Monica Estrada’s brother is in MCC and has contracted COVID-19.
Estrada said her brother told her that a lot of his bunkies – he’s in a part of MCC with dormitory-style arrangements – started getting sick. He told her the COVID-positive inmates were never moved, she said.
“There’s only two showers and one bathroom they are all sharing,” Estrada said. “I feel like that is why it is spreading so quickly.”
Rafaela Hernandez’s husband has been in MCC for a little over two months – and he’s been sick for around a month. Twenty-five people in his housing unit tested positive for the virus, she said.
Her husband has expressed concern that even the phones everyone shares aren’t being adequately cleaned, she said.
“They definitely should be taking other precautions and measures to keep everyone safe there,” she said.
Long said the Bureau of Prisons’ COVID-19 quarantine policy requires staff to separate inmates who test positive or are symptomatic in a room or unit apart from other incarcerated individuals. If an inmate tests negative and is asymptomatic, they remain in quarantine for at least 14 days and must test negative again prior to being placed in the general population.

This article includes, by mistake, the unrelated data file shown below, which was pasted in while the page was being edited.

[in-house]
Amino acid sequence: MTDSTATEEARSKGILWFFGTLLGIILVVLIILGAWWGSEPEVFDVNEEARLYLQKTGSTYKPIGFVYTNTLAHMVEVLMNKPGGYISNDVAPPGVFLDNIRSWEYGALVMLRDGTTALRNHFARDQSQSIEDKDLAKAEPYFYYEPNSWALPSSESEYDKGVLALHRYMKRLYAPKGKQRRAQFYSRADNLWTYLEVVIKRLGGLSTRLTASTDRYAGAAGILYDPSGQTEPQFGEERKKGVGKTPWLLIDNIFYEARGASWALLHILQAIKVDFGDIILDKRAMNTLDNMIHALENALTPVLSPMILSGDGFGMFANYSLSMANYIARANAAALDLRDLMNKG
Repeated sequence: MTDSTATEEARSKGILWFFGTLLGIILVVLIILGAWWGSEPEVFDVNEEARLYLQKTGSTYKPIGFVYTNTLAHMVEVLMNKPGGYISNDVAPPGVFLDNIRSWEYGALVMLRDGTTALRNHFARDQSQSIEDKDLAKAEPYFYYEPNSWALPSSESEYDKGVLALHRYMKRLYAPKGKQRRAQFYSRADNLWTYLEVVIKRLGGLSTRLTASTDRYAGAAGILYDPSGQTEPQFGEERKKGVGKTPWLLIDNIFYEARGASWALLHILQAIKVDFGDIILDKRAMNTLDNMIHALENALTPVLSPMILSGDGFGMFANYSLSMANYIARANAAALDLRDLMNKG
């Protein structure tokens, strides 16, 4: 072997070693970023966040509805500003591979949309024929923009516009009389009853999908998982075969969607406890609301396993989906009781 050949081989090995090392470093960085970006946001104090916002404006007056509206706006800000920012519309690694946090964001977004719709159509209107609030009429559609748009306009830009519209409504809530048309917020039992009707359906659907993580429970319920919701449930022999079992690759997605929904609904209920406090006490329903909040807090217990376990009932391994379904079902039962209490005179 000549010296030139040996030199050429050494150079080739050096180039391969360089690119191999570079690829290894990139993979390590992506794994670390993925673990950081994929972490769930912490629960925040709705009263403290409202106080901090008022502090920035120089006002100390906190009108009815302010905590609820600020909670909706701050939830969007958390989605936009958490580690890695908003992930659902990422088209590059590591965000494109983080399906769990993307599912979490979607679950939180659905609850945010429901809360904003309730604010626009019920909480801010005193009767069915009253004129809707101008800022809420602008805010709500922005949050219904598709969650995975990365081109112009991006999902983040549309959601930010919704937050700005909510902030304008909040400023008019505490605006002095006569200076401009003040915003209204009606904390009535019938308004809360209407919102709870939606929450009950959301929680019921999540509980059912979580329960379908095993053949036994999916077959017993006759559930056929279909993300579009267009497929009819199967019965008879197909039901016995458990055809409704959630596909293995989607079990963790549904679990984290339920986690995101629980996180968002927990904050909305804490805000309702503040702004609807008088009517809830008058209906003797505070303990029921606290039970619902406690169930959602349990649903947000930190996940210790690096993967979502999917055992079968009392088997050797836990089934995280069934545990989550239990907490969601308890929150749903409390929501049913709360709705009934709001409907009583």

‘It Shouldn’t Have Happened’
Victor Cruz, who was incarcerated at MCC, died from coronavirus last week, after contracting it in the facility.
“It shouldn’t have happened,” said Angie Velasquez, Cruz’s mother. “I don’t know what else to say.”
On Aug. 31, Velasquez found out that her son was being hospitalized. About a week earlier, he had called her and told her that he wasn’t feeling well. His body was sore. He was having constant headaches and chills.
“All he kept saying was, ‘Mom, I’m scared,’” Velasquez said.
In September, Velasquez was notified that her son was in critical condition. He was transferred to a different hospital, had a blood transfusion and was put on a ventilator. After a couple of weeks, he was placed on life support.
Velasquez and two of Cruz’s siblings saw him one last time the day he died, before he was taken off life support.
“I broke down, my daughter broke down, his son broke down,” Velasquez said. “Seeing him laying down like nothing was left. We had to disconnect him because he was not going to make it anymore.”
Velasquez remembers her son as a happy, lovable, caring man. He long struggled with addiction and then depression after his daughter was killed in a car accident – a struggle that eventually landed him in MCC.